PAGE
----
By Sara Ventiera
By Laine Doss
By Nicole Danna
By Doug Fairall
By Sara Ventiera
By Nicole Danna
By David Minsky
By Sara Ventiera
Two restaurants, two shrimp dishes.
The first is a tiny, chic, chef-driven bistro in Plantation, effusively praised by local dailies and the Zagat guide, open for dinner only on Friday and Saturday nights. The menu changes weekly, and it can veer toward the unexpected: Caribbean jerk-rubbed thresher shark with coconut mash, for example.
The other: a slick corporate seafood chain; two big, noisy rooms; and a 90-minute wait for a table if you've forgotten to make a reservation. A menu that runs the gamut from the banal to the ubiquitous: fried calamari, crab cakes, fillet o' the day encrusted with something or other, surf and turf.
9897 Lake Worth Road
Lake Worth, FL 33460
Region: Lake Worth
The former is the expensive and exclusive Upper Crust in Plantation, an eight-table gourmet closet filled with roses, white linen, and antique mirrors, run by mother-and-stepson team Patricia and Christopher Ghalayini. The latter is Bonefish Grill, an ever-expanding chain of mid-priced eateries founded in St. Petersburg seven years ago by Tim Curci and Chris Parker. Where Upper Crust is one-of-a-kind and experimental, Bonefish Grill has scattered its cookie-cutter, chocolate-martini-purveying boxes around South Florida from Palm Beach Gardens to the farthest reaches of West Broward and south to Miami. Where Upper Crust charges $34 for a seared tuna entrée, Bonefish Grill practically gives away the grub: a piece of grilled arctic char will set you back $16.40; an extra $2.80 buys a green salad or a cup of crab chowder with your meal. At Upper Crust, you bring your own wine or liquor and pay no corkage fee. At Bonefish Grill, you can choose from a list of 14 specialty cocktails, including an "X-rated passion martini" for $6.90.
Where would you rather spend your hard-earned moolah?
A restaurant like Upper Crust would ordinarily draw multiple exclamation points from me; it's the kind of place I live to discover. Distinctive, charming, brave, intimate — and long-term relationship material: You want to make it your baby daddy. Bonefish Grill and its ilk, with their market-tested-to-death menus, almost always leave me feeling bloated and filled with self-loathing. I arrive with minimal expectations and depart with prejudices intact. I might as well have stayed home and downed a quart of Chunky Monkey.
But my whole world turned woozily upside down when I visited the Crust and the Bonefish back to back a couple of weekends ago and ate, among many other things, a shrimp dish from each. In fact, the experience has rendered me bemused and unsettled, as if everything I thought I knew about restaurants had been tipped into the rubbish bin and cleaned my brain as naked as a freshly licked plate. Is there more to heaven and Earth than is dreamt of in my philosophy?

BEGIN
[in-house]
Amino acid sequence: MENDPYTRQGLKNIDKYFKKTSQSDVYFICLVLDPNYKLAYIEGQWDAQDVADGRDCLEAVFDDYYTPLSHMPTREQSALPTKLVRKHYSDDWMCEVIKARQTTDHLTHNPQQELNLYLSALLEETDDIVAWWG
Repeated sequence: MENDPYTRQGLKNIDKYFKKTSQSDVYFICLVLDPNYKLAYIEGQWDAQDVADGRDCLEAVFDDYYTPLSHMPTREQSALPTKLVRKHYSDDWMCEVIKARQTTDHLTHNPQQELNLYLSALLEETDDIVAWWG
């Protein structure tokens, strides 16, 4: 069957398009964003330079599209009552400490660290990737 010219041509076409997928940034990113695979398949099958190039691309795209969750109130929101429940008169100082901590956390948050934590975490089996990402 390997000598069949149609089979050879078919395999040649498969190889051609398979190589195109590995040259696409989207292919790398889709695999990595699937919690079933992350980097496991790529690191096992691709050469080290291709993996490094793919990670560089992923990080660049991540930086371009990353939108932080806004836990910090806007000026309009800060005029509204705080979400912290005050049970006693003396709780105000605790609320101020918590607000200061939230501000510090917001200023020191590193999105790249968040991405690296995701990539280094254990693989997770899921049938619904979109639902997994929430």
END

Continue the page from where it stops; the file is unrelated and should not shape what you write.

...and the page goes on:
I'm going to take my two shrimp dishes as examples of what can go very wrong and very right in the restaurant biz, an industry whose voluptuous girth has had to expand, over the past few decades, to accommodate everything from mad, foam-spewing Spanish geniuses to the marketing department at MacBurger. As for eaters, our choices have proliferated, and so, in some ways, have our expectations. When you can pop down to your favorite sidewalk sushi joint and find sashimi that was truly caught that day, the previously frozen "fresh catch" on the menu at Illegal Fish Company isn't going to taste quite so exquisite.
Upper Crust, it must be said, is a beautiful little restaurant. I applaud the Ghalayinis for their willingness to take risks, for their gourmet lunches and takeout business, for their specialty nights (they're planning a Wild, Wild West tasting menu for October 25). Their crusty French bread is superb, better when slathered with sweet butter or their signature walnut pesto. An ancho chili grilled tuna ($34), served with chipotle sweet potato mash, asparagus, and cactus pear salsa, was so beautifully presented that we could barely stand to eat it (but were glad we did). Caesar salad with toasted croutons: well done. And a Reggiano-crusted chicken breast ($28) with roasted roma tomatoes and walnut pesto was an ideal combination of flavors — until we got to the slightly slimy portobello lasagna.
But when push came to shove, too much of what we were served was ill-conceived and overpriced. A delicious cherry compote couldn't save a greasy wild-mushroom and goat-cheese turnover ($10). I've never seen thresher shark ($30) on a menu before (except for the "shark and bake" at Trinidadian boîtes), maybe because it's recently been listed as endangered. Not all the jerk rub and coconut mash or papaya salsa in the world could redeem the weird flavor of this thresher, which must be an acquired taste.
If I'm paying more than $50 for a three-course meal, I want it to damned well be perfect. Ill-conceived is a sweeter way of putting what we all really know to mean "doesn't taste good." Prosciutto-wrapped, goat-cheese-stuffed shrimp, an appetizer, was a $14 disaster. The dish has all the necessary upscale ingredients — prosciutto, after all, is worth its weight in diamonds; you can find goat cheese from local farms; and our Florida gulf shrimp are some of the world's yummiest. Put it all together, you figure, and you've got relentless deliciousness.